Letter to Ko-no-ama Gozen
Nichiren Daishonin wrote this letter at Mount Minobu on June 16, 1275, to a woman named Ko-no-ama who lived in the seat of the provincial government of Sado Island. Ko means provincial office. While the Daishonin was in exile on Sado, Ko-no-ama converted to his teachings. She and her husband Ko Nyudo (nyudo meaning lay priest) made him offerings and helped protect him. After the Daishonin was pardoned and left Sado, Ko Nyudo, like Abutsu-bo, made the long journey to Minobu to visit him. The Daishonin mentions Ko Nyudo's visit to him at Minobu in a Gosho entitled "Reply to Ko Nyudo." dated April 1275. Since this present letter is dated June, one explanation holds that it may have been written in 1274, rather than 1275.
On November 1, 1271, Nichiren Daishonin was taken to Tsukahara, his initial place of exile on Sado Island. His quarters were a ruined shrine called Sammai-do in the middle of a graveyard. It was exposed to the winds, and snow fell through the gaping holes in the roof. The Daishonin stayed there for nearly half a year, during which time he wrote "The Opening of the Eyes" and other important works. Then he was transferred to the residence of Ichinosawa Nyudo at Ichinosawa.
While on Sado, he won many converts, inscribed the Gohonzon for individual believers and wrote a number of important letters and treatises. On March 8, 1274, a government official arrived at Sado Island with a pardon, and the Daishonin returned to Kamakura on March 26. After his third remonstration with the government, he retired to Minobu, where he devoted himself to ensuring the correct transmission of his teachings to posterity.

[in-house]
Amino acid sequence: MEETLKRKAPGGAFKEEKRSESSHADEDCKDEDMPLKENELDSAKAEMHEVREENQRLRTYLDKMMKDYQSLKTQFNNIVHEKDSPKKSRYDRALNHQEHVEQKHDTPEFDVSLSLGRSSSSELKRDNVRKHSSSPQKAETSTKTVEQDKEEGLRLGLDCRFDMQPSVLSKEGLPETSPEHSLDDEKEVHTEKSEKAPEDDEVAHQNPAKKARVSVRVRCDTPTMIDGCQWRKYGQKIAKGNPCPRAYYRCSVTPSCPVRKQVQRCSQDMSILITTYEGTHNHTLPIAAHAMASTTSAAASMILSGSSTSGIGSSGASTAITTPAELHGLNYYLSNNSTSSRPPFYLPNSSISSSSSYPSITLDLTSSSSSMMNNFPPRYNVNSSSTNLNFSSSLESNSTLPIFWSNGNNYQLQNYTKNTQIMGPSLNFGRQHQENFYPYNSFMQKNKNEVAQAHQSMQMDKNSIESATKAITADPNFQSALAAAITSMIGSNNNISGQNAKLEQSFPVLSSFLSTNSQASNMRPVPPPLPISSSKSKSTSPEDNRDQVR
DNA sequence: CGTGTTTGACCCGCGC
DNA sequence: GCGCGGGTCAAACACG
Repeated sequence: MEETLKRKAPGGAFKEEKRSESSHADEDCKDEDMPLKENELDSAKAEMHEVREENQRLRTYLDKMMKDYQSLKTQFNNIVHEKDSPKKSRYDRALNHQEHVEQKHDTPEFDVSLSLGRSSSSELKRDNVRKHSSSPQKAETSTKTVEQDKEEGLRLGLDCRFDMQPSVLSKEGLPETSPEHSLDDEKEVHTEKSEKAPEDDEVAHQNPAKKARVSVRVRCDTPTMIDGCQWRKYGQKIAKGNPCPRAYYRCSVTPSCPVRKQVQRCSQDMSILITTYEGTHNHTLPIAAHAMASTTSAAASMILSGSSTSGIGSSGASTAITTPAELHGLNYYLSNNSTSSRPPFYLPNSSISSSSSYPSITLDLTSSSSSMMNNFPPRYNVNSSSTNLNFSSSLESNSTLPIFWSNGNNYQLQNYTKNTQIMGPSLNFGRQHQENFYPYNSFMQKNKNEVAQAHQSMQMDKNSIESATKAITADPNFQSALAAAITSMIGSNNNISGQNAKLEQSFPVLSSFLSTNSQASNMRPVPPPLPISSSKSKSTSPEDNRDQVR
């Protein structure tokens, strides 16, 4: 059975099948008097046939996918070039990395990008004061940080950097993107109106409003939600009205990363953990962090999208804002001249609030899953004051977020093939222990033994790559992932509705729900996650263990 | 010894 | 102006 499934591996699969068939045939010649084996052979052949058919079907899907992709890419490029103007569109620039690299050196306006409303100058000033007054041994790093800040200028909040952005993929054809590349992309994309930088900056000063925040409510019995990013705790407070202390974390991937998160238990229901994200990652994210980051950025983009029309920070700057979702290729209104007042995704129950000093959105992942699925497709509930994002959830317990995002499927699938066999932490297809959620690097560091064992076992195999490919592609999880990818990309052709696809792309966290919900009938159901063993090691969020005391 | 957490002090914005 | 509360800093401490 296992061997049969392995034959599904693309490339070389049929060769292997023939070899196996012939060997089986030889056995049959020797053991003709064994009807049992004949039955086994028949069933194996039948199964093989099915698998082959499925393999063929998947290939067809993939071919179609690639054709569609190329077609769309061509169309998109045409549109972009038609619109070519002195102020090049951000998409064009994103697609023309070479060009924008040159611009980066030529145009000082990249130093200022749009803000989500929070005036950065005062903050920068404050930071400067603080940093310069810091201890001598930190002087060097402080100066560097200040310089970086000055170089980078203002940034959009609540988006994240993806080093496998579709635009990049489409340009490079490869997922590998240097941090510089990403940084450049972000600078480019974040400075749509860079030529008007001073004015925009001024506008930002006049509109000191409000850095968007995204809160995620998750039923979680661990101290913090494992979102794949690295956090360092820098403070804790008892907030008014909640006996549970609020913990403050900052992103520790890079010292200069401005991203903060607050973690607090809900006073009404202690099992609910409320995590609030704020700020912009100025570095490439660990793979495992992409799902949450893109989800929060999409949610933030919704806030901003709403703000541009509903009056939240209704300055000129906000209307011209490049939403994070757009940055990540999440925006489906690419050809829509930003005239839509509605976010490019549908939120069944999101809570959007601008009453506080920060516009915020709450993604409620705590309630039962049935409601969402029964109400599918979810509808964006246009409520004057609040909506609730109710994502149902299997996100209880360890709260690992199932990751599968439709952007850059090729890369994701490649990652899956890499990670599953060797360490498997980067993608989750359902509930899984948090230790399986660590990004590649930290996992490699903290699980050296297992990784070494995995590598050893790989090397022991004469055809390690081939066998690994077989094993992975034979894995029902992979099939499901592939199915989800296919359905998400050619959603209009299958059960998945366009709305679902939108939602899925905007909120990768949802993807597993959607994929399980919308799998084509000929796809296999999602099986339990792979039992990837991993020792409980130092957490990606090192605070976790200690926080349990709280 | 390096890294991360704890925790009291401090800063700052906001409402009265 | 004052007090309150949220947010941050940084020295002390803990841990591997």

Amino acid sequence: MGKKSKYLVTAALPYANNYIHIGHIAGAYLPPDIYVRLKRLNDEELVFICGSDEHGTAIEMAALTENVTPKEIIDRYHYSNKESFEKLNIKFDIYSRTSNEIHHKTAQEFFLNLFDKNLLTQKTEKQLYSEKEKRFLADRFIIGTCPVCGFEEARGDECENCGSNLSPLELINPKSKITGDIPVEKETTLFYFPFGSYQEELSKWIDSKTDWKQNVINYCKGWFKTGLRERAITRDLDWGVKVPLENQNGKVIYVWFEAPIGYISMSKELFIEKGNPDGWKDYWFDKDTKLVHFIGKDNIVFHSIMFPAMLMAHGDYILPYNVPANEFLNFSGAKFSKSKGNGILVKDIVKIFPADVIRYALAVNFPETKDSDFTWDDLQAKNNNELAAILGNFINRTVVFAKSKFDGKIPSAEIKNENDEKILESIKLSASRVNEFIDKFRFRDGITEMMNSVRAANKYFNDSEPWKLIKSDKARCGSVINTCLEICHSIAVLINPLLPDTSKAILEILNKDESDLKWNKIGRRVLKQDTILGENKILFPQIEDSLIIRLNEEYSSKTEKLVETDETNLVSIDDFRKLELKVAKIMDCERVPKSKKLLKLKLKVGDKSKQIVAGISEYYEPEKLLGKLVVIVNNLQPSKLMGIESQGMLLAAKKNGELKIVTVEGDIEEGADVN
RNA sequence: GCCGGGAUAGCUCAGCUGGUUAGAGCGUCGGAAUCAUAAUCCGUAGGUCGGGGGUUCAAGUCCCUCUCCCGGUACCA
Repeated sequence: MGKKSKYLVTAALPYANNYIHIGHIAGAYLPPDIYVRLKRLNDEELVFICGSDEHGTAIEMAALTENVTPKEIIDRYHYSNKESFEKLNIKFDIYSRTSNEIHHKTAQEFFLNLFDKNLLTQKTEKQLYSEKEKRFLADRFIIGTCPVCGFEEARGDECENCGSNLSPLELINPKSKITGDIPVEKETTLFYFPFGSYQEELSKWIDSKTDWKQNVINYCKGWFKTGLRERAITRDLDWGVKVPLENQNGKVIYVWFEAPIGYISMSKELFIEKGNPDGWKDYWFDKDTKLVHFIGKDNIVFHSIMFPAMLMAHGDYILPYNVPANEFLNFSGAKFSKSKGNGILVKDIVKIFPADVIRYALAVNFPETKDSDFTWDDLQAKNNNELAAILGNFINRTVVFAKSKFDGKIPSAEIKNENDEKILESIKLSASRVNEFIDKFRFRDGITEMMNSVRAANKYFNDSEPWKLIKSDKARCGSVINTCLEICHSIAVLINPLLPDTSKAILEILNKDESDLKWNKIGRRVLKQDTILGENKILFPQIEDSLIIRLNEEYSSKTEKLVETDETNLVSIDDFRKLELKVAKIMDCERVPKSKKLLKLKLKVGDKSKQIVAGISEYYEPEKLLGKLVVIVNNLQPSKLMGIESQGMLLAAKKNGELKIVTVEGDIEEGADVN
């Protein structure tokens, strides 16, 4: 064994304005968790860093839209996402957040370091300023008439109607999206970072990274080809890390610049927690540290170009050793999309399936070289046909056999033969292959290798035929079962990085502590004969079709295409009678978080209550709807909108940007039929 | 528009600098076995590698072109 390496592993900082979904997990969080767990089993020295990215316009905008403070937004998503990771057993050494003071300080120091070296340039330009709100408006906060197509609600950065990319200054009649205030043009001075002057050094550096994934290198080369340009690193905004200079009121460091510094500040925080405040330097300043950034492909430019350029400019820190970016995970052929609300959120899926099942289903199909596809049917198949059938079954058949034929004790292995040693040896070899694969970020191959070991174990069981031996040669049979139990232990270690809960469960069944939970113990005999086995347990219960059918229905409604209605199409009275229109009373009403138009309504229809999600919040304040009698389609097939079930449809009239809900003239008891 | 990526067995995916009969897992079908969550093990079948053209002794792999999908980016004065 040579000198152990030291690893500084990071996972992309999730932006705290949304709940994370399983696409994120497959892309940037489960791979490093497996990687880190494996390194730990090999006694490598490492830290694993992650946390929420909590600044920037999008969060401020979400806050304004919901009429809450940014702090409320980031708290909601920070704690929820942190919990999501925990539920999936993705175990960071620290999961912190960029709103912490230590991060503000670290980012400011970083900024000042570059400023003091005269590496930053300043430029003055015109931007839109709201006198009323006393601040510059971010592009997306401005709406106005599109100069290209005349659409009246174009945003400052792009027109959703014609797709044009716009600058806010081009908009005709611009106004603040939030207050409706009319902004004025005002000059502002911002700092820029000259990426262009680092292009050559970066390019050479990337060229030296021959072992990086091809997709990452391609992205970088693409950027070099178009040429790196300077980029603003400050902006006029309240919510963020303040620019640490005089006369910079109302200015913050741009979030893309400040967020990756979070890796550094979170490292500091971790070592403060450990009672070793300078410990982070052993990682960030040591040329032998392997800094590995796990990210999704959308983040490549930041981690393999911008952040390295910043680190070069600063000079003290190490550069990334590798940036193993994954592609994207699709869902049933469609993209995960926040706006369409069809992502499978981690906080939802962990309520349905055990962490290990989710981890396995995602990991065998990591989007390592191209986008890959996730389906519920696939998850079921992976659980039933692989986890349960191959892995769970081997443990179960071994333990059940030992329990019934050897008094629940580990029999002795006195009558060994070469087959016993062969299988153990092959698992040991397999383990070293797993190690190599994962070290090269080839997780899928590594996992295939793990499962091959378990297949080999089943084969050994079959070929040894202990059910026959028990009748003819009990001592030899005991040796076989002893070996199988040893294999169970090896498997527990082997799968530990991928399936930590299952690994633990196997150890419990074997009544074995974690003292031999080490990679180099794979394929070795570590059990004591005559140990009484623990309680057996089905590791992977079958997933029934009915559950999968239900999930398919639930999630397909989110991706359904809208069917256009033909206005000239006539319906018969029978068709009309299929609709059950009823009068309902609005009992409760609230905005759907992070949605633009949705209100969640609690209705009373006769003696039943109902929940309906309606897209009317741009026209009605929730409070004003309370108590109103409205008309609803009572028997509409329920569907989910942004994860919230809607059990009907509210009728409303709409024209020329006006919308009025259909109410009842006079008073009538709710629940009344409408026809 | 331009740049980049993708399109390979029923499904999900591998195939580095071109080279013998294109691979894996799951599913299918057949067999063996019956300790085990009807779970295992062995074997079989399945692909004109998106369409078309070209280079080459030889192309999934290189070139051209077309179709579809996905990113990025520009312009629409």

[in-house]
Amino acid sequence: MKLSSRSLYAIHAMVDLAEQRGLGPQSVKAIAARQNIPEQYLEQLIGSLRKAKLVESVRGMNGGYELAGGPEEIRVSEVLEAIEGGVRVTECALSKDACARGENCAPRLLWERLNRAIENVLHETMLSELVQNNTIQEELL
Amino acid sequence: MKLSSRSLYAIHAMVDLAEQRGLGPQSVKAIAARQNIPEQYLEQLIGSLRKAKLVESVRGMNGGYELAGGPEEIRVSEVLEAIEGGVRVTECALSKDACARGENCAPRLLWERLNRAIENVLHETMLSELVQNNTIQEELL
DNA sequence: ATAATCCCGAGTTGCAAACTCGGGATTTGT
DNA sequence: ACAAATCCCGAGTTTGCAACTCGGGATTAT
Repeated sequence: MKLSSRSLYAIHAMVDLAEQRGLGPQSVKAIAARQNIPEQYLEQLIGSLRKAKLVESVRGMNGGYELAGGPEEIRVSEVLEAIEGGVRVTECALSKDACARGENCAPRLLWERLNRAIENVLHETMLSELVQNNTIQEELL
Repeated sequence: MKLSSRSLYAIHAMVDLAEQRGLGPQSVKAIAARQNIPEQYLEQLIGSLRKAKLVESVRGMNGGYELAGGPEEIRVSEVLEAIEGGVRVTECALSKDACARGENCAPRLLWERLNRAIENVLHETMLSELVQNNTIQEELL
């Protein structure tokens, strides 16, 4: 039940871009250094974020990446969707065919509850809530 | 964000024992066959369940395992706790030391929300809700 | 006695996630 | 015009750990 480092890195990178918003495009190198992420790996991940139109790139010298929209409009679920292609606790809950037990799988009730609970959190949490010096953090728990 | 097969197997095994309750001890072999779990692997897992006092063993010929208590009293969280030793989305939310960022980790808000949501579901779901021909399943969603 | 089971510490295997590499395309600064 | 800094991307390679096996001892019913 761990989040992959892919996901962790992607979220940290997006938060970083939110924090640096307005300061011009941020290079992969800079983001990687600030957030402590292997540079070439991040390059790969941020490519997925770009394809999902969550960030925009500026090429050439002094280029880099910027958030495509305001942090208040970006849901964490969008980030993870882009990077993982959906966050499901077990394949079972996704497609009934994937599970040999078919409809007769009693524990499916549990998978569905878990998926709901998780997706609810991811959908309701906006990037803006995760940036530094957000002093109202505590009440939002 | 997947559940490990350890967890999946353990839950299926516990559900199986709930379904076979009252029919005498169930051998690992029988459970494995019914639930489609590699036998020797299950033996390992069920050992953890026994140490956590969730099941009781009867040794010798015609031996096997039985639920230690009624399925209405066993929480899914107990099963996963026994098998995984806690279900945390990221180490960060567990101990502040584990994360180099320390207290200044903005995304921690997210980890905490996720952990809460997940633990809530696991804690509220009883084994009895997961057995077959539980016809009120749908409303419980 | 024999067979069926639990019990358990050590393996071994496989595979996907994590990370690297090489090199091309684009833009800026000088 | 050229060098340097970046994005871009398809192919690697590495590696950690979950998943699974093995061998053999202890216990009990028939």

Entrusted with gifts of a summer robe from his wife and three hundred mon of coins from Sennichi-ama, Ko Nyudo traveled the great distance to visit the Daishonin at Minobu. In this letter, the Daishonin expresses his appreciation for these donations, and explains the great benefit of making offerings to the votary of the Lotus Sutra in the Latter Day of the Law, quoting a passage from the Hosshi (tenth) chapter of the sutra. Then he describes the hardships that he underwent, especially on Sado, for the sake of true Buddhism, and expresses his gratitude to Ko-no-ama and Ko Nyudo, who protected him even at the risk of their lives.
Designed by Will Kallander